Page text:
DETROIT (WWJ/AP) - A report from RealtyTrac shows the number of foreclosure properties in Michigan dropped 11.5 percent from February to March.
The report also shows the number of foreclosures in the first quarter of the year were down nearly 18 percent from the fourth quarter of last year. RealtyTrac says in Michigan 1 in every 489 housing units received a foreclosure filing in March 2012.
Approximately one in every 162 homes in Michigan is in foreclosure, with the largest number in Wayne County (2,705) followed by Oakland (1,139) and Macomb (773) counties.
The RealtyTrac report shows however, that more homes are entering the foreclosure process nationwide, setting the stage for a surge in properties repossessed by lenders this year. That marks the third consecutive monthly increase this year and reflects stepped-up efforts by banks to take action against homeowners who fail to keep up with mortgage payments.
Foreclosure activity, as measured by the number of homes receiving foreclosure-related notices, slowed sharply in the fall of 2010 when claims surfaced that some banks and mortgage servicers were processing foreclosures without verifying documents.
A $25 billion settlement reached in February between the nation’s biggest mortgage lenders and state officials has paved the way for banks to take action on unpaid mortgages, many of which have been in a procedural limbo for months or years. And it’s those homes that could ultimately be foreclosed-upon and end up back on the market.
Foreclosures typically sell at a discount to other homes and can drag down the value of neighboring properties, so the prospect of more foreclosures means it could take longer for home prices in some areas to bounce back.
The U.S. housing market remains weak, even after the best winter for home sales in five years and steady improvement in the job market. Home prices are now back to 2002 levels, according to the Standard & Poor’s/Case-Shiller U.S. home price index.
Rather than a large wave of bank-owned homes crashing onto the market at once, it’s likely the new crop of foreclosures will arrive in smaller waves throughout the year, said Daren Blomquist, a vice president at RealtyTrac.
Still, many of the homes entering the foreclosure process now are properties with loans that have gone unpaid for a long time, not instances of borrowers just starting to fall behind. That suggests the possibility that the number of homes at risk of foreclosure could begin to taper off once banks tackle the crop of homes with long-overdue mortgage payments.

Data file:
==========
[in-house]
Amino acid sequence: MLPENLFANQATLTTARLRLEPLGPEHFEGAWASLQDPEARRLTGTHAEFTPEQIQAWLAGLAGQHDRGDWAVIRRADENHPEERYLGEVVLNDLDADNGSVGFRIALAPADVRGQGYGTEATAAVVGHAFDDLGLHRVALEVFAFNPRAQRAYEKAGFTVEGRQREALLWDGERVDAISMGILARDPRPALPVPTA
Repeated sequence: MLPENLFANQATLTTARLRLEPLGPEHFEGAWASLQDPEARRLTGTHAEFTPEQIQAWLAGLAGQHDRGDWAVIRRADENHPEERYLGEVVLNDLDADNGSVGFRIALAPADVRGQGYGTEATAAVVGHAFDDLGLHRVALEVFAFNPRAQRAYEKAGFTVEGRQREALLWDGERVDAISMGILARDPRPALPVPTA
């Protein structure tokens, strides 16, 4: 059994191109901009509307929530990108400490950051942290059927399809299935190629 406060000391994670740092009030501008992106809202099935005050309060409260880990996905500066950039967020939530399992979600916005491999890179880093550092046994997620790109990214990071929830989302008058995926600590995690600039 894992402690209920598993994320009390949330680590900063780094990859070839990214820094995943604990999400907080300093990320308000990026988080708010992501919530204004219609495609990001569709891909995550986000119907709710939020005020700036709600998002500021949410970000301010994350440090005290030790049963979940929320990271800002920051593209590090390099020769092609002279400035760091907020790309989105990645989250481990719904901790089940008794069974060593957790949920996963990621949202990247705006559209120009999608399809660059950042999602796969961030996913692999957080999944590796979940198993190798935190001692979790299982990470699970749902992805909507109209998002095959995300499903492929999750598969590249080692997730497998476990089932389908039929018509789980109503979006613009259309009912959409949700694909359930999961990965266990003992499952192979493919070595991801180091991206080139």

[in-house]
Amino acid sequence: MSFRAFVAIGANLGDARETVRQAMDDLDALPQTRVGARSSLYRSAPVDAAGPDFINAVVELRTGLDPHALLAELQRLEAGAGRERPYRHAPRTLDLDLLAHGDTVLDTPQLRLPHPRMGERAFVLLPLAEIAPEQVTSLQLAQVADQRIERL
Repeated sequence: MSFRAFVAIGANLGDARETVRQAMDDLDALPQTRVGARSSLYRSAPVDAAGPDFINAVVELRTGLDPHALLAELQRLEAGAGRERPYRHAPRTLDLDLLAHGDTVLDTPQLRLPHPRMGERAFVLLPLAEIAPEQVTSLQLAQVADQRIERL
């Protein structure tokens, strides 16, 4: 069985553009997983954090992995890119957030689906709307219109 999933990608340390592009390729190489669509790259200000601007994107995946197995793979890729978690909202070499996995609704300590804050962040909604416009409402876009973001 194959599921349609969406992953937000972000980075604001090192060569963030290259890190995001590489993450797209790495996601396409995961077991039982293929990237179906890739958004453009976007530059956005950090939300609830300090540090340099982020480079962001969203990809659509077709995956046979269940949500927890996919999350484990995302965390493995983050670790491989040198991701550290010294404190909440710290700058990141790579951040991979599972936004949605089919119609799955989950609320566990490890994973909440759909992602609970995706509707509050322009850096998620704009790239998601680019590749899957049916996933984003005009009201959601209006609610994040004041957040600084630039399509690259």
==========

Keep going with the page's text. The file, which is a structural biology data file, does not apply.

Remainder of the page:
All told, 101,939 U.S. homes received a first-time notice in March, the biggest monthly increase since October, RealtyTrac said. Even so, foreclosure activity overall – as measured by the number of properties receiving a notice of default, scheduled for auction or repossessed by lenders – sank in March to the lowest level since July 2007, the firm said.
In all, 198,853 homes received a foreclosure-related notice last month, down 4 percent from February, and down 17 percent from March last year.
Banks took back 55,075 homes in March, down 14 percent from the previous month, and down 25 percent from March 2011.
RealtyTrac expects banks will repossess close to 1 million homes this year. Last year, lenders took back 804,000 homes.
For the first three months of this year, foreclosure activity fell 2 percent compared to the last quarter of 2011 and was down 16 percent from the first quarter of last year, the firm said.
Foreclosure activity in the first quarter fell primarily in states where the courts do not play a role in foreclosures. Among them: Arkansas (79 percent), Nevada (62 percent) and Arizona (21 percent).
In contrast, many states where courts must sign off on foreclosures saw outsized increases foreclosure activity, including Indiana (45 percent), Connecticut (38 percent) and Florida (26 percent).
For more foreclosure rate trends in Michigan, visit www.realtytrac.com.
TM and © Copyright 2011 CBS Radio Inc. and its relevant subsidiaries. CBS RADIO and EYE Logo TM and Copyright 2011 CBS Broadcasting Inc. Used under license. All Rights Reserved. This material may not be published, broadcast, rewritten or redistributed. The Associated Press contributed to this report.